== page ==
Olderpreneur Franchisee of the Year
Open to franchisees aged 55 or over, the three finalists in this category of the awards have proved the value of their experience in creating substantial and growing businesses – overcoming some incredible challenges along the way.
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Alongside a multi-site empire in the south-west are two women who have had to manage health and business issues concurrently, and done so with aplomb. It’s no wonder franchisors appreciate a skill set and maturity built up over many years when you consider what this trio continue to achieve.
Mike Guerin, McDonald’s
Mike operates 13 restaurants across Bristol and Wiltshire, employs around 1,000 people and is one of just two franchisees ever to be a double recipient of the McDonald’s ‘Three Legged Stool’ award in recognition of his success.
It’s a far cry from when he opened his first McDonald’s in 1992, selling everything he and he wife owned, packing a car and moving his family to Limerick in Ireland!
In 1996 he was on the move again and invested in four restaurants in Bristol, at the time making him one of the largest franchisee operations.
A fastidious focus on his staff and communities have maintained that position ever since. Mike’s worked tirelessly on behalf of his fellow franchisees and has grown his business at or above the network average each and every year, retaining the highest benchmarking from his franchisor.
Pioneering new initiatives has been a staple of his success. Launching an apprenticeship programme in 2008, Mike has seen over 175 complete the scheme and eight of his current managers came from his very first batch of apprentices. In 2006 he opened the first 24-hour McDonald’s in south-west England, and he was the first franchisee to have an outside play area.
Heavily involved with the local community, Mike regularly visits local schools to discuss business with GCSE & A-Level students; he sponsors local community youth football teams; and manages the local ‘Love Where You Live’ campaign. As chair of trustees, he raises around £100,000 every year for the Ronald McDonald House Bristol.
All that and he still finds time to lead various franchisee and strategy groups, something he’s done for many years. “Be enthusiastic – it rubs off!” he says. It’s a mantra he clearly lives by.
Sue Caulfield, Metro Rod
Many entrepreneurs have to overcome adversity. Sue’s certainly taken on a lot more than her fair share in order to be where she is today.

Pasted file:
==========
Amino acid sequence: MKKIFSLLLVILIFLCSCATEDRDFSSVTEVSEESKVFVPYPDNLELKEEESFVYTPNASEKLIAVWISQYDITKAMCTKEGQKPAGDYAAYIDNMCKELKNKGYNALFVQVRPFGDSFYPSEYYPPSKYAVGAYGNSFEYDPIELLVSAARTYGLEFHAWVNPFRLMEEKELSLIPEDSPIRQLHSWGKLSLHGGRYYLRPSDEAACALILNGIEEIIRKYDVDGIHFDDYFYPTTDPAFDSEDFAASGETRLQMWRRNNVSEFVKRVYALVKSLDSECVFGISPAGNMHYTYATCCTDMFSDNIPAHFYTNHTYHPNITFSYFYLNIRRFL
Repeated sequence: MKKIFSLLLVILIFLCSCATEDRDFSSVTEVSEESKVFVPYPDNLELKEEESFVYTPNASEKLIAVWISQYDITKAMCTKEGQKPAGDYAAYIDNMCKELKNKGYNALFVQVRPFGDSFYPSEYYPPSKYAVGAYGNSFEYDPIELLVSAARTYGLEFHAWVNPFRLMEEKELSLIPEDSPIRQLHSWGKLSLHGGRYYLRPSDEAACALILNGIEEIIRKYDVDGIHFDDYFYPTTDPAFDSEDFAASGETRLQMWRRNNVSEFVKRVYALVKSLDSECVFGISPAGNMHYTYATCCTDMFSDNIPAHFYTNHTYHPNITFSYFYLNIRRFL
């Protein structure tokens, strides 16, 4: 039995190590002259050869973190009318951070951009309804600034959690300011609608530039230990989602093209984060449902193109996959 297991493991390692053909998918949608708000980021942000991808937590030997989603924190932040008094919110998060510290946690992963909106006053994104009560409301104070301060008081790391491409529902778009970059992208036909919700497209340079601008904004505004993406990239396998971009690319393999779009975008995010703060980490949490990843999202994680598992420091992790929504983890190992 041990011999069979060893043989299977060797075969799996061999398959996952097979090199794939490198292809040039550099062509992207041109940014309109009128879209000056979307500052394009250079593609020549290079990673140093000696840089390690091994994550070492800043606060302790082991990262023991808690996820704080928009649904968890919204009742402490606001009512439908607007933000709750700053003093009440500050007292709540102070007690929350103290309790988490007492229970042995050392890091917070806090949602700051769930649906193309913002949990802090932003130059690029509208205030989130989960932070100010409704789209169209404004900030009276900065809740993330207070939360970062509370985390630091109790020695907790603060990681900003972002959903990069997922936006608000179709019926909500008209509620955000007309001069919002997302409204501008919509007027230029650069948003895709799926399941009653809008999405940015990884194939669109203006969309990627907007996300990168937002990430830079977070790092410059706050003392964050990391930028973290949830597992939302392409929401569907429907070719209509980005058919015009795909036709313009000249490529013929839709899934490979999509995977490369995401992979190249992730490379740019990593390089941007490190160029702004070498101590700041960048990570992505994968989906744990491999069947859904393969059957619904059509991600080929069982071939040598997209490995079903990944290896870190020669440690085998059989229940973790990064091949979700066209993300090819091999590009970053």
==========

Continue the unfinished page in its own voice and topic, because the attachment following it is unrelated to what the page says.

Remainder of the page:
Sue started the business with her husband in 1999 after returning to the UK from Germany, where she lived for seven years. Everything went well from the outset; they hired their first employee within the year and sustained, consistent growth led to the couple taking on a second territory in 2002. Over the next six years it developed into a strong, multi-van business with several employees.
But in 2008 Sue developed severe emphysema; entering hospital on Mother’s Day 2009, she underwent a double lung transplant and spent nearly five months in ICU. On her return she could barely walk from the house to the garden office.
When they divorced shortly after, the couple split the territories, forcing Sue on a steep learning curve to reorganise, restructure and learn all aspects of operations to run the business on her own.
Despite these challenges, Sue’s business has grown every year, including by almost 20% in the last year. She now employs nine staff with six vans, and has a projected turnover of nearly three-quarters-of-a-million pounds this year thanks to an incredible dedication and drive. “I’m blowed if I’m going to sit back and say ‘poor me’,” she says.
Over the next five to 10 years, Sue plans to have her daughter and son-in-law take an increasing role in the business as she steps back. After all, nobody can say she hasn’t earned the right to take things a little easier in the future!
Fran Maclean, Pitman Training
Edinburgh-based Fran overcame a life-threatening accident to oversee a £1m turnover business with six Pitman Training centres across Scotland, employing 17 staff.
While on holiday in the Canary Islands in 2012, she fell 40ft down a cliff, leaving her with 10 broken bones, a punctured lung and damaged spleen.
Fran says her first thought after the fall was ‘How will the business continue?’! It’s characteristic of a focus that has continually taken her business into new areas and new heights.
Having started her business in 1987 when typewriters were the principal equipment, diversification has been critical to her success. Fran has been an early adopter in advances in technology, including taking on the latest developments from her franchisor in e-testing, online learning and digital marketing support.
She has also been a pioneer for a number of Pitman Training initiatives that have made a difference to the wider network. They include payment plans for students and flexible diploma courses; hers was also the first centre to host exams, which now accounts for around 10% of Pitman business nationally.
It’s no surprise that she is an inspiration to her fellow franchisees. Boasting the best conversion rate from enquiry to sale in the network, Fran has devised and refined her own sakes process and ‘10-point plan’. She contributes regularly to regional meetings, works closely with her franchisor on developing sales staff throughout the network and is a member of the Pitman Training Advisory Council.
So what has Fran learned while training others? “You never know what’s around the corner…and get good travel insurance!”
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